Healthy Co. Pty Ltd. will adopt an IMC budget to cover advertising, sales promotions and some PR in the initial phase. The advertisements will be placed in supermarkets and the advertising campaigns will be done in the internet and health-related print media. The sales promotions will cover each product line at the time to give customers a change of trying each product line with a buying incentive before becoming used to them. The PR will focus on the health benefits of consuming 'Nutri Mix' and the environment aspects.
'Nutri Mix' is a breakfast cereal mix of products focused on healthy eating habits for mainly children and senior consumers. Product awareness is an important goal for the company is 'Nutri Mix' is its market entering product in Australia. Targeting a specific market gives the company the ability to compete better on a very mature market (that of breakfast cereals), while setting the market share goals to 5% within the first 6 months, should tell the manufacturer if the products are viable or not for this type of market.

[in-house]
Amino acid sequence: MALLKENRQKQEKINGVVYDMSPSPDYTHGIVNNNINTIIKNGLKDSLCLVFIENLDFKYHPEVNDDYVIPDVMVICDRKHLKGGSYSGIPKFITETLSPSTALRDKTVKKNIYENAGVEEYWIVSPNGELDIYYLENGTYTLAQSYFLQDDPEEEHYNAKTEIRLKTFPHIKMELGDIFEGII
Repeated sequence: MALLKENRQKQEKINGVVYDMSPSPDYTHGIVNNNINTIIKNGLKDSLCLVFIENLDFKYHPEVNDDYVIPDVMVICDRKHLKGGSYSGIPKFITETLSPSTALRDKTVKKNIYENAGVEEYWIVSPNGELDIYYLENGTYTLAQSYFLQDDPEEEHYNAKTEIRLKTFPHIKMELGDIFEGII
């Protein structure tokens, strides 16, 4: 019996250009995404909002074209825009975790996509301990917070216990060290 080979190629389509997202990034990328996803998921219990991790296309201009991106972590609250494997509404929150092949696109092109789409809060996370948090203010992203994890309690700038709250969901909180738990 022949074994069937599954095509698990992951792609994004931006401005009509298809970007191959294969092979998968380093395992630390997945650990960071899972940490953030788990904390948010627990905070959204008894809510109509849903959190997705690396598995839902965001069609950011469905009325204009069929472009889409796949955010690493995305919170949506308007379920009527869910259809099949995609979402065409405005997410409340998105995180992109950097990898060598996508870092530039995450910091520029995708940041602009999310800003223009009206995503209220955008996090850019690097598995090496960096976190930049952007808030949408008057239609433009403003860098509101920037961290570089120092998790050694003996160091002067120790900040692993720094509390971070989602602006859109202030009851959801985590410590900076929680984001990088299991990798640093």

The product will be split in more categories, some more directed to children, others to the entire market, while the promotional activity will be focused on target sub-segments depending on the product content. The pricing strategy will be a skimming one to enable the company to recover partially or totally its sunk costs. The distribution will be done via at least one distributor and one large retailer in the beginning with the possibility to extend to small shops in a future stage. The promotional activity will focus on advertising, sales promotions and some PR in the initial phase.
About.com, retrieved July 15, 2009, from:
Australian Bureau of Statistics. (2004). Australian Social Trends, 2004. Retrieved July 15, 2009, from: http://www.abs.gov.au/Ausstats/a[email protected]/7d12b0f6763c78caca257061001cc588/31bd15113714d0fcca256e9e00295194!OpenDocument
Australian Government Intergenerational Report (IGR). (2004). Australia's Demographic Challenges: Retrieved June 25, 2009, from:
CHOICE. (2009). Breakfast Cereals Compared. Retrieved from:
KnowThis.com, 2009. Retrieved from:
Kustin, R.A. And R.A. Jones, (1995). Research note: a study of direct selling perceptions in Australia. International Marketing Review, Vol. 12(6): pp. 60-67.
NetMba (a), 2009, http://www.netmba.com/marketing/mix/
NetMba (b), 2009, http://www.netmba.com/marketing/pricing/
Parliament of Australia. (2006). Overweight and Obesity in Australia. Retrieved from:
Queensland Government. (2009). Australian Demographic Statistics. Retrieved July 15, 2009, from: http://www.oesr.qld.gov.au/